Cobalt/copper-decorated carbon nanofibers as novel non-precious electrocatalyst for methanol electrooxidation
© Barakat et al.; licensee Springer. 2014
Received: 7 November 2013
Accepted: 16 December 2013
Published: 3 January 2014
In this study, Co/Cu-decorated carbon nanofibers are introduced as novel electrocatalyst for methanol oxidation. The introduced nanofibers have been prepared based on graphitization of poly(vinyl alcohol) which has high carbon content compared to many polymer precursors for carbon nanofiber synthesis. Typically, calcination in argon atmosphere of electrospun nanofibers composed of cobalt acetate tetrahydrate, copper acetate monohydrate, and poly(vinyl alcohol) leads to form carbon nanofibers decorated by CoCu nanoparticles. The graphitization of the poly(vinyl alcohol) has been enhanced due to presence of cobalt which acts as effective catalyst. The physicochemical characterization affirmed that the metallic nanoparticles are sheathed by thin crystalline graphite layer. Investigation of the electrocatalytic activity of the introduced nanofibers toward methanol oxidation indicates good performance, as the corresponding onset potential was small compared to many reported materials; 310 mV (vs. Ag/AgCl electrode) and a current density of 12 mA/cm2 was obtained. Moreover, due to the graphite shield, good stability was observed. Overall, the introduced study opens new avenue for cheap and stable transition metals-based nanostructures as non-precious catalysts for fuel cell applications.
KeywordsNon-precious catalyst Electrospinning Fuel cells Decorated carbon nanofibers Methanol electrooxidation
The extensive use of fossil fuels is causing environment pollution and global warming problems. Fuel cell is a good technological option for solving energy and pollution problems. Polymer electrolyte membrane fuel cells (PEMFCs) have been investigated as high-density power sources in automobiles and in microelectronics. The efficiency of fuel cells depends on the catalytic activity of the catalysts. The use of methanol as a fuel is getting popular because it is a liquid which can be easily stored and handled. Methanol is also easier to supply to the public using our current infrastructure. In the DMFCs, methanol is directly oxidized to carbon dioxide and water, providing a new way to store and convey the energy [1–3]. The successful commercialization is quite dependent on the cost, activity, and durability of the electrocatalysts [3, 4]. At present, almost all pre-commercial low-temperature fuel cells use Pt-based electrocatalysts [5–8]. Accordingly, the manufacturing cost is relatively high which constrains their wide applications. Moreover, the catalyst poisoning by CO or CHO species is another real problem facing most of the Pt-based electrocatalysts [3, 9, 10]. Compared to the precious metals, transition metals are abundant and very cheap. Among the transition metals, cobalt has a well-known catalytic activity in many chemical reactions. It is also used as a cocatalyst to annihilate the Pt poisoning . Beside cobalt, copper-based materials also show good performance as electrocatalysts [12, 13].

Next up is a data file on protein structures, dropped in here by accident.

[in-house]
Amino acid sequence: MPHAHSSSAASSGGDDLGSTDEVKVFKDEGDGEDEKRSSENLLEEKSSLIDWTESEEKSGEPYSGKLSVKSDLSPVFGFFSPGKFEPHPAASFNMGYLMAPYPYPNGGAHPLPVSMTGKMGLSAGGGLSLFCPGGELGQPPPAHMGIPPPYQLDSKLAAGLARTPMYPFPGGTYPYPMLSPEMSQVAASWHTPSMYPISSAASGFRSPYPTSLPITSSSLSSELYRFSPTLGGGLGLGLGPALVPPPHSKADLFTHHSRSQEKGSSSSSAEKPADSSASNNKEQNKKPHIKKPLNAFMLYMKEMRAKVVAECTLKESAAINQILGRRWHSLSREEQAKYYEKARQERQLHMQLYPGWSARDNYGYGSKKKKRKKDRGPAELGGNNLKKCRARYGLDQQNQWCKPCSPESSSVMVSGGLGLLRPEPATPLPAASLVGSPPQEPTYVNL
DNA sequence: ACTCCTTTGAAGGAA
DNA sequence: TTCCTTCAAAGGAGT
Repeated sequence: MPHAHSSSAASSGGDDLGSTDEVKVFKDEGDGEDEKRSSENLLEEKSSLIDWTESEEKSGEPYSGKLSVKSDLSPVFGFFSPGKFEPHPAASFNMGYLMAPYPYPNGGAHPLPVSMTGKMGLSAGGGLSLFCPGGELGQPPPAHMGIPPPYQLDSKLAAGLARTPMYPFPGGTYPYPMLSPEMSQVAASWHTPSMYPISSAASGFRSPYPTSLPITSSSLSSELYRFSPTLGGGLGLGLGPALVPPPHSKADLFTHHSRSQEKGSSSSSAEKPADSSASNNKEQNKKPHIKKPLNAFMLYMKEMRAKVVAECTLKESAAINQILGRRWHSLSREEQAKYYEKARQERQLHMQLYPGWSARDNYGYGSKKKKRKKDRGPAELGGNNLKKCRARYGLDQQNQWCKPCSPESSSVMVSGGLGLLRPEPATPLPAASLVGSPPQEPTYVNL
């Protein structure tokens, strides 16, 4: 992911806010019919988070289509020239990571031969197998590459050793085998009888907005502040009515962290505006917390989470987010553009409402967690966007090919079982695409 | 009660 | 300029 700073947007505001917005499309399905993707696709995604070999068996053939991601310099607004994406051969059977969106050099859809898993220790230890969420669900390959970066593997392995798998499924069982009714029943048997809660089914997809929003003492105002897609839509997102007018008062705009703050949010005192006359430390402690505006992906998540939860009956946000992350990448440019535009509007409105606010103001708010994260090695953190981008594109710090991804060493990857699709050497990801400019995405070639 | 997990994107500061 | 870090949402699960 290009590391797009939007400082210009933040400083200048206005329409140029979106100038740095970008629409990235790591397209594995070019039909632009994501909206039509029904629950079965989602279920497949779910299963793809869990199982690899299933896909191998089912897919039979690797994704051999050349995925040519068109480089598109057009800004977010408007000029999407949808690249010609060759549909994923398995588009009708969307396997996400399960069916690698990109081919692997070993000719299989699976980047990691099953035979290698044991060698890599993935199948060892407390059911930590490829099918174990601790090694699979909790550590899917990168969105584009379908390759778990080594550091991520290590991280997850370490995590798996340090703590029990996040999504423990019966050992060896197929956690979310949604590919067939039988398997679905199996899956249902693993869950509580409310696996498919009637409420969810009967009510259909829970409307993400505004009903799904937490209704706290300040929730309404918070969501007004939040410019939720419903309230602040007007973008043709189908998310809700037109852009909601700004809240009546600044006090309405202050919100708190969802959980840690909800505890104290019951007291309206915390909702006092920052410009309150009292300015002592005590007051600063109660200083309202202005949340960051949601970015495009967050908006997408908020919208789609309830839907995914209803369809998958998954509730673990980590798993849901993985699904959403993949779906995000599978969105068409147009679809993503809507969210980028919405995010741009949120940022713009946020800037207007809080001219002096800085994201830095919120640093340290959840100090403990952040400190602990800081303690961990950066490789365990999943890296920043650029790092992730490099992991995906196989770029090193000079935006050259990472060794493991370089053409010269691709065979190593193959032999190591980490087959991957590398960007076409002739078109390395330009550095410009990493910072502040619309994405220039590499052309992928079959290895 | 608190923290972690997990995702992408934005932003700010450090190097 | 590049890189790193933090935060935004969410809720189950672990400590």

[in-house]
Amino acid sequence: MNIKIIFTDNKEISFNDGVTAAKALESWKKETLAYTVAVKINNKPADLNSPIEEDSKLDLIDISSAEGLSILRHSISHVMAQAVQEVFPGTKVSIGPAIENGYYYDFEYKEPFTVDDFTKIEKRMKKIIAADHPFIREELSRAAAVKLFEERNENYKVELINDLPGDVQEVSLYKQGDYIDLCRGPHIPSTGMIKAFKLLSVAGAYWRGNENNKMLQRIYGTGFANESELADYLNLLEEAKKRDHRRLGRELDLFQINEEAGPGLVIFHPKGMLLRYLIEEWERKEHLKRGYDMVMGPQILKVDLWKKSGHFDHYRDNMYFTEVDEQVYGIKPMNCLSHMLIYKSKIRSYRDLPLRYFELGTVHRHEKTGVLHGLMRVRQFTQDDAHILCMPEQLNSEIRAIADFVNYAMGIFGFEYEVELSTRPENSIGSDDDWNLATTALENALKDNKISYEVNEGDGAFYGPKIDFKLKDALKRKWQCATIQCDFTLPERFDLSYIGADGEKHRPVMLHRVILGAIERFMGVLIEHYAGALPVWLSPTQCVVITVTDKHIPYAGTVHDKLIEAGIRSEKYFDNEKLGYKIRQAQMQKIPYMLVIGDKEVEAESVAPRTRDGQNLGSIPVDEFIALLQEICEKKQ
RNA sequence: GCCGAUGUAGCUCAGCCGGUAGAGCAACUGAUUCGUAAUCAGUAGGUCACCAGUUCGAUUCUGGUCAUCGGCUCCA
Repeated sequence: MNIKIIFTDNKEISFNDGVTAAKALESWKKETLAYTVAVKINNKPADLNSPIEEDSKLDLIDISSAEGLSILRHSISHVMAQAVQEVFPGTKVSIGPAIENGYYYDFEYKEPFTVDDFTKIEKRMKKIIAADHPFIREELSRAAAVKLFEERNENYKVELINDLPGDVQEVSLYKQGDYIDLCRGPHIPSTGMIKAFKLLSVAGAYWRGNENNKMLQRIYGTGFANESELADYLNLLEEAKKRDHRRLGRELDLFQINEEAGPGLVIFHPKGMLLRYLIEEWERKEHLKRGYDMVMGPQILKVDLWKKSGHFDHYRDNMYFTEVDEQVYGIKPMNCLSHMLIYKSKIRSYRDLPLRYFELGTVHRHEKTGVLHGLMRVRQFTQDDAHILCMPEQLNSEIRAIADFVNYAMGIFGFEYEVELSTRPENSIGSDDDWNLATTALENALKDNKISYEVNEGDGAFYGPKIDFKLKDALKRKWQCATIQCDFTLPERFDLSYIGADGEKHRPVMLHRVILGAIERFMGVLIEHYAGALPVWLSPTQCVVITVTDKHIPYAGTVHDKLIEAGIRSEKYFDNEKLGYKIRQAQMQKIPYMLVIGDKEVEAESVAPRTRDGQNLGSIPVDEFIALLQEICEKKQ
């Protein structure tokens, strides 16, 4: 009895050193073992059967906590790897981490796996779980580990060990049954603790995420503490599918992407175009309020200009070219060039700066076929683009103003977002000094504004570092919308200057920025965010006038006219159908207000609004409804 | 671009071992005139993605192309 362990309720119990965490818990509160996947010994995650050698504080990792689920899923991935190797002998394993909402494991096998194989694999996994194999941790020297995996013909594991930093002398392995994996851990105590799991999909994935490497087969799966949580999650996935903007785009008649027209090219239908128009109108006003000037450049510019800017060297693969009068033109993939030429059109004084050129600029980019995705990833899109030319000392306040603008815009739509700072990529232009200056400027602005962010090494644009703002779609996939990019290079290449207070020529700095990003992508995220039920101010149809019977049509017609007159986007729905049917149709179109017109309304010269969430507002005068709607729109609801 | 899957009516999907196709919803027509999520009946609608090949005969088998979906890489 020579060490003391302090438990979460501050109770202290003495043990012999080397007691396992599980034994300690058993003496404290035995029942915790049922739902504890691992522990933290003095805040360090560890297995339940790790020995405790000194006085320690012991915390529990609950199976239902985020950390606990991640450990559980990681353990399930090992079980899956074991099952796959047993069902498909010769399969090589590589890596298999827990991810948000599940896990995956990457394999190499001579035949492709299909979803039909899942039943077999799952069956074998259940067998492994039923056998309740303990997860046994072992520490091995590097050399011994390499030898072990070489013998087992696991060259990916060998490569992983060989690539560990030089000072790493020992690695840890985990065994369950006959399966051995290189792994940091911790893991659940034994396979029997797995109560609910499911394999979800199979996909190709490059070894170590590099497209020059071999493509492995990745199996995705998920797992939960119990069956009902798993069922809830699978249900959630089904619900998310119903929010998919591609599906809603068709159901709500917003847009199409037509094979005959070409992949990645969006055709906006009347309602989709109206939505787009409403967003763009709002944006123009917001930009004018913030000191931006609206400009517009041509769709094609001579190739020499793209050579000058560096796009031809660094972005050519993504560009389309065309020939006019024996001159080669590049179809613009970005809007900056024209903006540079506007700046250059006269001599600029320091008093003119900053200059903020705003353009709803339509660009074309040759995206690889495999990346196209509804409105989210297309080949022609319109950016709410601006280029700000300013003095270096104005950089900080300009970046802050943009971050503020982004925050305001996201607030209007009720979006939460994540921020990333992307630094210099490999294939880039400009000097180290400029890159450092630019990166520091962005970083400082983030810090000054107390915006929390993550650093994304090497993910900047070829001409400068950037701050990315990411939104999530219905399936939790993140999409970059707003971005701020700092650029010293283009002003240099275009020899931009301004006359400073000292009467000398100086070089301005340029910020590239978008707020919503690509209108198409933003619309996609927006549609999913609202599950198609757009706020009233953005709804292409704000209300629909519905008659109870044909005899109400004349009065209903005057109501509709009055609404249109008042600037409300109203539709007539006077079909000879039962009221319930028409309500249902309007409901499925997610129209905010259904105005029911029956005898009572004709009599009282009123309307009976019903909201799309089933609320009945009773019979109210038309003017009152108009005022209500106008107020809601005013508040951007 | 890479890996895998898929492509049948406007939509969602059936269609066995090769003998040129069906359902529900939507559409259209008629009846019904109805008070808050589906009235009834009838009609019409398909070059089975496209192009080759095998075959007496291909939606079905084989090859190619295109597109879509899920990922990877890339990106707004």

In the DMFCs, methanol is oxidized to carbon dioxide at the anode according to the reaction: CH3OH + H2O = CO2 + 6H+ + 6e. The reaction is considered to be a combination of adsorption and electrochemical reaction on the anode surface [14, 15]. Accordingly, because of the adsorption capacity of carbon, it was exploited to enhance the electrocatalytic activities for many electrodes [16–20]. Addition of alloying elements to Cu has been demonstrated to provide increased electrocatalytic activity in comparison to the pure Cu electrode. For example, MnCu alloy shows a much improved electrochemical activity for the oxidation of glucose in alkaline media in comparison to that of the pure Cu electrode .
Nanofibers have gained much prominence in the recent years due to the heightened awareness of their potential applications in many fields including textiles, chemical synthesis, medicine, engineering, and defense. Among several methods for nanofiber production, electrospinning is the most widely used technique due to simplicity, high yield, effectiveness and low-cost aspects [22–24]. It is noteworthy mentioning that as compared to nanoparticles, the large axial ratio provides the nanofibrous catalysts a distinct advantage especially when utilizing in the electron transfer-based processes [25, 26]. Carbon nanofibers (CNFs) prepared by the electrospinning process gradually attracted the attention of most researchers because of the associated advantages of the synthesizing technique and the obtained product. Moreover, it is easy to control the morphology and pore structure of the obtained nanofibers . Currently, CNFs are widely used in many fields such as hydrogen energy [28, 29], electrochemical capacitors (EDLCs) , lithium-ion rechargeable batteries (LIBs) , and fuel cells .